Comics / Comic Reviews / Marvel Comics

Black Widow #1

By Andy Frisk
April 29, 2010 - 23:10


Natasha Romanoff, The Black Widow, meets with an old comrade spy from her Soviet operative days named The Black Rose. She’s seeking information from him regarding a black rose left for her in an envelope with her name on it. The Black Rose doesn’t have any information for her, besides the fact that he “misses her touch.” Shortly thereafter, while walking back from her meeting with Black Rose, she is attacked, drugged, cut open, and has something removed from insider of her. Tony Stark (Iron Man), Logan (Wolverine), and Bucky Barnes (Captain America-and Natasha’s current lover) all vow to get to the bottom of the mystery behind the attack on her.

Being nearly killed in the first issue of your new ongoing series isn’t exactly how one would expect a long term Marvel Universe mainstay like The Black Widow to begin her starring run. It’s a stroke of storytelling genius though as Black Widow scribe Marjorie Liu introduces Natasha Romanoff/Black Widow to new readers in a unique way. Liu hints at the long term history surrounding Natasha (she’s at least nearly 100 years old-kept young by various knock off super soldier serums and the like) while exploring her mental and moral strength. She endures excruciating pain on the operating table after her attack, and in a flashback intervenes in an abusive relationship on behalf of a battered wife. Also, by bringing three Marvel Universe stalwart heroes, Iron Man, Wolverine, and Captain America to her bedside vowing to find out who did this to her, Liu demonstrates her standing the Marvel Universe. The intrigue generated by the introduction of The Black Rose and the mysterious nature of the attack on Natasha both set the stage for plenty of international spy/superhero action and storytelling.

Are we going to get what we were hoping for with the ill fated Spider-Woman in Black Widow? Hopefully, we will. Both characters have unique superpowers and a history of working with spy organizations such as SHIELD and HYDRA, or in Natasha’s case, The Soviet Union’s KGB and other organizations. Intrigue, mystery, and spy novel type adventure mixed with super heroics should be the standard in Black Widow (as they should have been, and regrettably won’t be, in the cancelled Spider-Woman). Alas, Spider-Woman never really got beyond the opening chase sequence, sadly, and didn’t have the benefit of a Wolverine cameo until its last issue. What really sunk Spider-Woman though was the lack of a strong plot. But, I digress…Black Widow looks to correct, or at least avoid, these mistakes early on.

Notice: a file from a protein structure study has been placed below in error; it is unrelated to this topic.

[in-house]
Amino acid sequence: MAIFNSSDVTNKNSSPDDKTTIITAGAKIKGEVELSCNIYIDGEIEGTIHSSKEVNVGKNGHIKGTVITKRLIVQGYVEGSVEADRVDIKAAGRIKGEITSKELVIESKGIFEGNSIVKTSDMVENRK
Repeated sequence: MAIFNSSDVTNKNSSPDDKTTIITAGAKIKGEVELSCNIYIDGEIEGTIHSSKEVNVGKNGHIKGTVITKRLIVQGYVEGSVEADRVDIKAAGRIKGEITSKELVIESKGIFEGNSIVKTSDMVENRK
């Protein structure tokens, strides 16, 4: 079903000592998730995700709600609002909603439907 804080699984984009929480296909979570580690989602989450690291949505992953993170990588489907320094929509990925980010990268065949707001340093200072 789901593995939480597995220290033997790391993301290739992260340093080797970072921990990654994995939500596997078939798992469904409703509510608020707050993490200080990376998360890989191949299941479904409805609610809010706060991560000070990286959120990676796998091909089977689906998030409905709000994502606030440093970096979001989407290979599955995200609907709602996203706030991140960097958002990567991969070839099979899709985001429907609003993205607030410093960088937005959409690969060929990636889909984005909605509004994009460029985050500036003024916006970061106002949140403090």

Something Black Widow does have in common with Spider-Woman is some really great artwork. Daniel Acuna, who’s last ongoing series assignment, Eternals, (which folded way too early without getting a real chance to succeed) brings his unique style and approach to Natasha’s story. His semi photo realistic work brings to life a realism that is on par with Luke Ross and Butch Guice’s work in Captain America. Acuna though does much more with color and motion that Ross and Guice do. The scenes of Logan on his ever present motorcycle streaking through the nighttime lit streets of New York has the quality of a slow exposure shot of a real motorbike riding down a real street. Acuna is fully capable of creating more than just realistic vehicle movement though. He has a firm grasp on anatomy, fight choreography, and a variety of settings, all of which will be integral to chronicling Natasha’s multifaceted adventures.

Scarlett as Natasha...can you say, ooh yeah!

Black Widow starts strong, and looks to develop nicely into a worthy series worth following. Natasha Romanoff really hasn’t been portrayed as a solo lead type of character in the past. She’s been oft regulated to the part of an established hero’s supporting cast, mostly as a love interest. So launching her into her own title must be seen as a bit of a gamble. If she maintains a supporting cast of the likes displayed in issue #1 though, she’ll quickly be able to take over the limelight role and eventually go it solo more often. She’s definitely a character with plenty of back story and ties to several of the leading men of the Marvel Universe, so there should be plenty of fodder for storylines and guest stars.

Rating: 9 /10

Andy Frisk is a music and comics journalist living in South Carolina.

Last Updated: September 6, 2021 - 08:15

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